BEALETON DEPOT—BEALETON

Restored and opened as an 800-square-foot meeting space for private and community events in 2010, the Bealeton Train Depot was built by the Southern Railway Company in 1905. The depot functioned as a railroad hub for the region until the 1950s, with countless people traveling through the station on their way to and from Washington, D.C.

 

CLAIRE’S AT THE DEPOT—WARRENTON

claires

Once a train depot for Northern Virginia, Claire’s at the Depot is now a popular upscale restaurant that locals love to frequent. Many beautiful elements hint at the structure’s origins as a turn-of-the-century train station, including the stunning wood arches inside the restaurant.

 

THE HISTORIC BASSETT TRAIN DEPOT—BASSETT

Built in 1892, the Bassett Train Depot became the hub of downtown life for the community. It was destroyed by a fire in 1922 but rebuilt afterwards, remaining an active train depot until 1957. Today, the Historic Bassett Train Depot serves as a Community Market each Thursday during the spring and summer seasons, and also holds special events and festivals throughout the year. The town is currently working on renovations to restore the train depot, preserving this historical structure as a monument to the forgotten days of bustling train travel.

 

THE MANASSAS RAILROAD DEPOT—MANASSAS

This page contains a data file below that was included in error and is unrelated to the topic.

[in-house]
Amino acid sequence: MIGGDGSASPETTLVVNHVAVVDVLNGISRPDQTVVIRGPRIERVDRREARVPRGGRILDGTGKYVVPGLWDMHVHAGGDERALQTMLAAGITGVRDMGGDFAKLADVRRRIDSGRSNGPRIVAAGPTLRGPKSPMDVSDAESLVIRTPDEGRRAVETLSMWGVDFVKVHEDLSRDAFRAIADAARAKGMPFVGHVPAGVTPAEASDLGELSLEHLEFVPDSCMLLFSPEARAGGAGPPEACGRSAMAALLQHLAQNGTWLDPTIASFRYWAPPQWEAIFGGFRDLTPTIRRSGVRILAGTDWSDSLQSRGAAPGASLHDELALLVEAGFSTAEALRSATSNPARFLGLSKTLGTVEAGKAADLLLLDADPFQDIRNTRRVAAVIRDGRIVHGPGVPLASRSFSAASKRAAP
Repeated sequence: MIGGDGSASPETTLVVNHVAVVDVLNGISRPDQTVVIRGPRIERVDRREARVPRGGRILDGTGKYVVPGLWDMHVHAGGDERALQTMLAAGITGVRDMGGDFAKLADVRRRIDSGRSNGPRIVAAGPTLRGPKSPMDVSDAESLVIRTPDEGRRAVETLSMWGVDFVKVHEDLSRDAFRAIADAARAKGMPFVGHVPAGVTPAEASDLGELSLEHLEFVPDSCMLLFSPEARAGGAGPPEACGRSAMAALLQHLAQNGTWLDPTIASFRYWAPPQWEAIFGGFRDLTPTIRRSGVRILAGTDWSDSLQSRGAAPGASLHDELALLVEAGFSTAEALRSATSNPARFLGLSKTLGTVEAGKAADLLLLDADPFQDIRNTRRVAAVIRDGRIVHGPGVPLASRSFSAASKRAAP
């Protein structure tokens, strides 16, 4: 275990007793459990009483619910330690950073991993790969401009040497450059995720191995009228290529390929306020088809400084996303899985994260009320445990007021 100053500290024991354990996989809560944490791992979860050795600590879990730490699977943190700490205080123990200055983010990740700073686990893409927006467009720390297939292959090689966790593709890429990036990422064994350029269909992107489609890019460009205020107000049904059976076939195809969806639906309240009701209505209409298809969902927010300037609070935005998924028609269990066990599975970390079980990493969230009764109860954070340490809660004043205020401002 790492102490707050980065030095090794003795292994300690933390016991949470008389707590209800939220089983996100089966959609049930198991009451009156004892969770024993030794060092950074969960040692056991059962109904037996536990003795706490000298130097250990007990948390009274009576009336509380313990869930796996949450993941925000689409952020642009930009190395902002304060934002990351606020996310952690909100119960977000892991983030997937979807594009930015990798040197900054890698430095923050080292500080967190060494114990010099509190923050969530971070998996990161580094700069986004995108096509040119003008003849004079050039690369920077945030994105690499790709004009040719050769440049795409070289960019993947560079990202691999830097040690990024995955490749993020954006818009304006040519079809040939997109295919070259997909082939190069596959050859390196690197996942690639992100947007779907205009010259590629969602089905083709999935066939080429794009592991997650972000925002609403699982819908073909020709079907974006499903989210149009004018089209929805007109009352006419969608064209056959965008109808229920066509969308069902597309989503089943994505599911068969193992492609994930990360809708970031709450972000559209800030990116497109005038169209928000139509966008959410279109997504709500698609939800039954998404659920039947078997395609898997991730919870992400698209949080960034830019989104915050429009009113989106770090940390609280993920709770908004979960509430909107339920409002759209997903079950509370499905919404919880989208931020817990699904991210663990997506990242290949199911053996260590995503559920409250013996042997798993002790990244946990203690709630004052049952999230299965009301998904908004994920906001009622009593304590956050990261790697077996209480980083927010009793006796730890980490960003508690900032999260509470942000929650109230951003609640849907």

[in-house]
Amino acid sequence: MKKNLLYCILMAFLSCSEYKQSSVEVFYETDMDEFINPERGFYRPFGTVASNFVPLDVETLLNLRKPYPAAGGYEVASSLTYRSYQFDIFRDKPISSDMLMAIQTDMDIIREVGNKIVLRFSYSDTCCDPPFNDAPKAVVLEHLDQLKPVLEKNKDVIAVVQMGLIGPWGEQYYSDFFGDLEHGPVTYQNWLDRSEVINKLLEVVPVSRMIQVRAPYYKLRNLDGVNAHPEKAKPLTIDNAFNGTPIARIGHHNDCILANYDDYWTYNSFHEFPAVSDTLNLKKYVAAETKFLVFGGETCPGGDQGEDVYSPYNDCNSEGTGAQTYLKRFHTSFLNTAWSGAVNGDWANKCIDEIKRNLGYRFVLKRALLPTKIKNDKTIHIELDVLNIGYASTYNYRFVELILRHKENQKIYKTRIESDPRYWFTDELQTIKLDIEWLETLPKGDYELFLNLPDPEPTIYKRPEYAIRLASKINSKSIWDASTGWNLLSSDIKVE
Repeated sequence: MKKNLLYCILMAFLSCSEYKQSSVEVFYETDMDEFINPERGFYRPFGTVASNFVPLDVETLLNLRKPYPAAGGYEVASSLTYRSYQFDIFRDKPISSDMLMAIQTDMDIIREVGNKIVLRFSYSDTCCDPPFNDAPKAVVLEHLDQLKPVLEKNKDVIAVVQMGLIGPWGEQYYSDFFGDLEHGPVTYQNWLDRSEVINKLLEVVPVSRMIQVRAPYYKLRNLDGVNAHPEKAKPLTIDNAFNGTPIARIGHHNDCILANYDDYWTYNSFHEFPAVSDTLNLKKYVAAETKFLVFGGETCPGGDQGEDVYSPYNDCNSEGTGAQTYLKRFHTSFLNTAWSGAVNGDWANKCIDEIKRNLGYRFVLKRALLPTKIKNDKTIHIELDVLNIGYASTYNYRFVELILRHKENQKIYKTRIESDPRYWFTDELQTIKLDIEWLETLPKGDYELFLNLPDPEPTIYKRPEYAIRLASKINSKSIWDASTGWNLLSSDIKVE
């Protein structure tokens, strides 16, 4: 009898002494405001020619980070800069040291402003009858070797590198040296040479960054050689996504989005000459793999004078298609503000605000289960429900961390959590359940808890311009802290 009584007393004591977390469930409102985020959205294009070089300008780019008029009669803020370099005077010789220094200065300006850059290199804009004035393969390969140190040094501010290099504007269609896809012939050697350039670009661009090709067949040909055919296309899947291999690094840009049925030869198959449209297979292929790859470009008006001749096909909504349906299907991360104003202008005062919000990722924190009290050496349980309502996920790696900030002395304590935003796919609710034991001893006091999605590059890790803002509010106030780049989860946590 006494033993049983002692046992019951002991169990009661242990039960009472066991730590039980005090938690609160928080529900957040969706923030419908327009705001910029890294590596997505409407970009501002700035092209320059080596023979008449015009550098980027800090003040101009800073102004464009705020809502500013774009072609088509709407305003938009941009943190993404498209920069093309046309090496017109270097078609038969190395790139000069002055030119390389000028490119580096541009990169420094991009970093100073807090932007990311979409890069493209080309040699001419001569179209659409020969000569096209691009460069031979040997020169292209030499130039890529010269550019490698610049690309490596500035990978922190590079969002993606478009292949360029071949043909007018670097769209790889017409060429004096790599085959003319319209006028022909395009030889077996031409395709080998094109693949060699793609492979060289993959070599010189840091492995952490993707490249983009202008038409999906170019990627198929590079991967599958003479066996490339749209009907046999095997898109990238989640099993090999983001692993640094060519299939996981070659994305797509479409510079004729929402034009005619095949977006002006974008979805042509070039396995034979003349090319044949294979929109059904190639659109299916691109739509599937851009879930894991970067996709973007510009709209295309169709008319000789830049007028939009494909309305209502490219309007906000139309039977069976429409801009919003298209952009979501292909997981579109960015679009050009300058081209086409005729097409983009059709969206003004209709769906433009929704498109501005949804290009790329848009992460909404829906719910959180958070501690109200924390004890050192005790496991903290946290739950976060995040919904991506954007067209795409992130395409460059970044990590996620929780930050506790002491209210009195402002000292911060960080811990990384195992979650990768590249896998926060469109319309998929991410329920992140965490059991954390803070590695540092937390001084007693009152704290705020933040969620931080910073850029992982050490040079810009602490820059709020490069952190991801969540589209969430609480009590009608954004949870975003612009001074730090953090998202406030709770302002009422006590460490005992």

Manassas train station.

Built in 1914, the historic Manassas Railroad Depot now houses the Manassas Visitor’s Center and the James and Marion Payne Railroad Heritage Gallery. Additionally, the tracks are still used by Amtrak and the Virginia Railway Express commuter trains for routes to Washington, D.C. and a few other select cities.

 

HERNDON DEPOT MUSEUM—HERNDON

The Herndon Depot Museum was established by the Herndon Historical Society to hold railroad and town memorabilia, artifacts, and history, including the story of Commander Williams Lewis Herndon, for whom the town was named, as well as artifacts from the U.S.S. Herndon destroyer from World War II. The building dates back to the 1850s and served as a train station in the dairy community until 1968. Today, you can stop by the museum as you travel along the Washington & Old Dominion Trail, a 45-mile long rail-to-trail paved pathway frequented by cyclers and runners.